We saw how the Lord uses different people in ministry. Paul began the work in Corinth and just got things started in Ephesus, he planted. Priscilla and Aquila were probably used to help teach and deepen the understanding of those in the churches, and they certainly helped Apollos. Apollos continues the work in Corinth or as Paul himself wrote in 1 Corinthians, “Apollos watered”. Apollos defended the faith against the unbelieving Jews in Corinth and continued to help minister in the church. 

Every Christian is important to the work of the ministry, to the Cause of Christ. What are you doing? 

Acts: For the Cause of Christ #25

for-the-cause-of-christ-a-series-in-the-book-of-actsActs: For the Cause of Christ #25

Title: Paul in Athens

Acts 17:1-34

Last time we looked at Paul’s time in Philippi. How Paul was used to start another church. How he and Silas kept their faith in the midst of injustice and physical abuse. How the gospel is presented freely to all people. We continue to follow Paul’s journey after leaving Philippi. Paul makes it to two big cities as he continues to spread the gospel in Greece.

Thessalonica – vv 1-9

Mixed Results 1-4

Paul, Silas, and Timothy arrive in Thessalonica after apparently stopping for the evening at Amphipolis and Apollonia. These were on the Egnatian Way from Philippi. Once in Thessalonica, Paul and the team stated as always within the Jewish community at the local synagogue. Paul discussed the gospel with them from three consecutive Sabbaths, so they were in Thessalonica for at least three weeks. Paul was using the OT prophets alongside the events of Jesus’ life, ministry, death and resurrection. Paul’s pattern continues to repeat. We are told that some Jews believed the gospel message as well as God-fearing Greeks. Among these believers were leading women, Macedonian women had a reputation for independence in society and business.

Jealous Jews 5-9

Keeping with the pattern from Paul’s time in southern Galatia, the unbelieving Jews became of jealous. Whether this was because they lost a number of proselytes or because they lost financial support with some leading women converting to Christianity, we don’t know for sure. These Jews, went to the marketplace and found wicked men for hire to create a mob to riot. The went to the house of Jason, who was housing Paul and the others, and may have been one the Jews that converted from Paul’s teaching in the synagogue.

The mob could not find the missionaries, so they dragged Jason and few other Christians before the town officials. Since Thessalonica isn’t a Roman Colony, we see a different group of leadership. These magistrates are generally called politarchs, this term is used for the local magistrates in Macedonia. The mob charged the missionaries with treason, basically, and since Jason was housing them, he was a complicit as well. Theses charges were similar to those that were brought up in Philippi. The magistrates didn’t seem overly concerned, probably because there was no real evidence to these claims, however Jason paid a bond. This would have guaranteed that his guests wouldn’t cause trouble and probably required them to leave town.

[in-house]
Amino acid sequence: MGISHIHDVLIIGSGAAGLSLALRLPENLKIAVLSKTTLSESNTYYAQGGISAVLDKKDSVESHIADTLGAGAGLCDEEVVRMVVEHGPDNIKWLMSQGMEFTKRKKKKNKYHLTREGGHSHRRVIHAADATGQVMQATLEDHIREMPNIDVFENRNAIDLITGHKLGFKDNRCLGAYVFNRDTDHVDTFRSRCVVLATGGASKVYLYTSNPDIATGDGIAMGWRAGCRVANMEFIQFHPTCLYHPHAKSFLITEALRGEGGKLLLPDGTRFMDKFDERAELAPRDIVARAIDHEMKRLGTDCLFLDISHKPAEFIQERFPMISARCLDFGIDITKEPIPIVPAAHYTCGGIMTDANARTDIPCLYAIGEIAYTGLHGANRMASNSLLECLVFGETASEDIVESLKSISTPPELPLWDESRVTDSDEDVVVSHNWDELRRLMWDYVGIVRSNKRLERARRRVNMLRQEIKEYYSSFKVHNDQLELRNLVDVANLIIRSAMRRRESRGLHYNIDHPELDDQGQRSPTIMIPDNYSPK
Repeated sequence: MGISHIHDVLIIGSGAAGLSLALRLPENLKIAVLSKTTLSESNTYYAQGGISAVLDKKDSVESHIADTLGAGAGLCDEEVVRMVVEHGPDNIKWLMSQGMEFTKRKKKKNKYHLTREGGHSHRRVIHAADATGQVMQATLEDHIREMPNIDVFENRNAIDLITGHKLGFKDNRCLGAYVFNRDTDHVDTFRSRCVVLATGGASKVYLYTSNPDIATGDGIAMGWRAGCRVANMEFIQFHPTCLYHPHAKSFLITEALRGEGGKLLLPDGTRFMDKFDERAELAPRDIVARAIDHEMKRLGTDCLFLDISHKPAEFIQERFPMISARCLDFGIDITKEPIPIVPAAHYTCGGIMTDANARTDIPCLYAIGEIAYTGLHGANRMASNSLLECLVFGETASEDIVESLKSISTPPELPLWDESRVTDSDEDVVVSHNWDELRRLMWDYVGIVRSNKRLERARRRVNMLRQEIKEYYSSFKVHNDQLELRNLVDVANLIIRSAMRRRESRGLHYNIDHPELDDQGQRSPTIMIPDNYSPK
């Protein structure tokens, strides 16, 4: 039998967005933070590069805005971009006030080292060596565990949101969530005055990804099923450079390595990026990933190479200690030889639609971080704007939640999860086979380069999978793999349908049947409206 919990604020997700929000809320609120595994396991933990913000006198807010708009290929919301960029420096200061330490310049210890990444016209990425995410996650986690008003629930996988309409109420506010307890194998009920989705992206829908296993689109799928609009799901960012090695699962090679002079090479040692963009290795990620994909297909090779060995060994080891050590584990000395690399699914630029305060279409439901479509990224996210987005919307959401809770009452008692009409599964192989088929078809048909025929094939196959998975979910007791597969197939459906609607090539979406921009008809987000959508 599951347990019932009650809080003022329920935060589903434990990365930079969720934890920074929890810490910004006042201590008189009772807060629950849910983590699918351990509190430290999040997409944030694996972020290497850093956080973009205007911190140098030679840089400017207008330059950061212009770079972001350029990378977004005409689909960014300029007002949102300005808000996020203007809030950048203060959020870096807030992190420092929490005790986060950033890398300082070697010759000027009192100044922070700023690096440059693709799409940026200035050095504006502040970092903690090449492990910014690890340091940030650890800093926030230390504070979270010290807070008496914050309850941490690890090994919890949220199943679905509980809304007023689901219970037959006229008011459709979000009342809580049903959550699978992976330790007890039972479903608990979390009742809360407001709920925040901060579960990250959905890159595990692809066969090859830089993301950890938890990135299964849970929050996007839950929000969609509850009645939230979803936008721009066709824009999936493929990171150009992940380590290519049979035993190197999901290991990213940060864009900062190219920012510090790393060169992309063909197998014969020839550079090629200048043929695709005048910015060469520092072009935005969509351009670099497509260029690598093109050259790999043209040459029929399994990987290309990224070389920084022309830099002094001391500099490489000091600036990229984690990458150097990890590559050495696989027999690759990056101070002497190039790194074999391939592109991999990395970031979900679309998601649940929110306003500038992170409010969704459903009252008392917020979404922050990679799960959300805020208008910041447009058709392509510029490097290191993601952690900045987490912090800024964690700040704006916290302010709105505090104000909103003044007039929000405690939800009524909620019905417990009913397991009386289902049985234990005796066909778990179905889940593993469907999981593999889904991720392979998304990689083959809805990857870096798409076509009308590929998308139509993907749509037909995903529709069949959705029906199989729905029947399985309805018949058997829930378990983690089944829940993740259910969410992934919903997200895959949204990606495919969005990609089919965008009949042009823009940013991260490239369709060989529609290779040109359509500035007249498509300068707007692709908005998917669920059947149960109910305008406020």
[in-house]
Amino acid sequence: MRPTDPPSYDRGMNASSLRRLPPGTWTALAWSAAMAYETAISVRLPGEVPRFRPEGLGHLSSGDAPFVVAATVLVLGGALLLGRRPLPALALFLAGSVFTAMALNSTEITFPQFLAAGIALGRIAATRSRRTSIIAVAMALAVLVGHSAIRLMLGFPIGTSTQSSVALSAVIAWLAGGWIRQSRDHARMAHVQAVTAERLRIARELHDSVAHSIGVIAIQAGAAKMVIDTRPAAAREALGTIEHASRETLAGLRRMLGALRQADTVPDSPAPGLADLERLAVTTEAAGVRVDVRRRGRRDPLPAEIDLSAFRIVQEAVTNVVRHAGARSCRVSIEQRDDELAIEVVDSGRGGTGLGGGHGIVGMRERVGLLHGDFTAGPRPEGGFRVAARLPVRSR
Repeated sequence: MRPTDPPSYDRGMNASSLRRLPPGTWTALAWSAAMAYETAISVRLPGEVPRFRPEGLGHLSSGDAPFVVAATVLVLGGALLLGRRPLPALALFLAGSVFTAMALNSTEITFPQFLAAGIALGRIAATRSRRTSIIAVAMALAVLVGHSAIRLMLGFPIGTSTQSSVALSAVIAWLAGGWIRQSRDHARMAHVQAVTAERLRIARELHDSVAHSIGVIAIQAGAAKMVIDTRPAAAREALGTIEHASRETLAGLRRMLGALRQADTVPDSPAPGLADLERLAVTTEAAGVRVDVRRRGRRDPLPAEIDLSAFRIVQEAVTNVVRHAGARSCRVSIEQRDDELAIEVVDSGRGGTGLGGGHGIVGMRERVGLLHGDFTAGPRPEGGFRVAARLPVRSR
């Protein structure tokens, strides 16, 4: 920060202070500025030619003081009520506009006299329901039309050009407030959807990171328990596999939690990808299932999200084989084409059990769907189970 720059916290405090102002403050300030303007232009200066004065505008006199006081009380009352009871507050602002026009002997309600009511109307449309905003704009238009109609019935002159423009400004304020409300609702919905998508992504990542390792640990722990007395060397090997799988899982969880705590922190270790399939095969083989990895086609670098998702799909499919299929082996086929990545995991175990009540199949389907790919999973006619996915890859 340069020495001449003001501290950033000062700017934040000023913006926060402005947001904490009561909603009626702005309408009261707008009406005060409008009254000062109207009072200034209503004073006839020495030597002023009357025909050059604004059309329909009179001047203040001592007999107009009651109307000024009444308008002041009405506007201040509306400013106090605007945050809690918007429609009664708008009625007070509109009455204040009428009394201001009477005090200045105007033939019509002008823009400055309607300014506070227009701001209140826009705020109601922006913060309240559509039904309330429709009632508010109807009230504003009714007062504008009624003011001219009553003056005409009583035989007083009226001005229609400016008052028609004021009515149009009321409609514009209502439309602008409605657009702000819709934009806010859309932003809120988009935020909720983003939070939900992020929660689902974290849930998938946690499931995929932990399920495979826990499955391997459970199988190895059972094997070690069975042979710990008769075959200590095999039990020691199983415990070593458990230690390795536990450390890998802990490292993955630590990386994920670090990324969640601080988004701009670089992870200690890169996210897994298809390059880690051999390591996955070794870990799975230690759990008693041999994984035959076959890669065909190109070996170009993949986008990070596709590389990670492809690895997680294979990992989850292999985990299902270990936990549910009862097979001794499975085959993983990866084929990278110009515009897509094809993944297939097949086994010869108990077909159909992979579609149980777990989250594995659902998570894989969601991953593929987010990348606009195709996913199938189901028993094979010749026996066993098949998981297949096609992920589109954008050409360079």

Paul’s Letters:

Because of the persecution he faced, Paul was unable to really establish the new Thessalonian church in doctrine. In a few months time from this point in our journey, Paul will be in Corinth where he spends about 18 months. During this time in Corinth (~51-52 AD) Paul writes both 1 and 2 Thessalonians to encourage the church, explain doctrines more thoroughly, and correct a few errors the church had. 


Berea – vv 10-15

Searched the Scriptures

Paul, Silas and Timothy were taken out of the city under the cover of night and headed to Berea. Again, Paul stays true to form and heads to the local synagogue. However, here in Berea we get a breath of fresh air for minute, as these Jews break the pattern and hear Paul out while checking the Scriptures to see if they can verify what Paul has told them. This is something we all need to do, double check things against Scripture. I don’t wonder if these Bereans would be surprised if they knew how many Christian churches and groups have named themselves after them because of their careful study of Scripture? We can only assume Paul was reasoning with them the same way as he was in Thessalonica by showing that the Messiah had to suffer, die and be raised back to life through the OT Prophets. And again, many believed, both men and women, Jew and Greek. 

Thessalonian Jews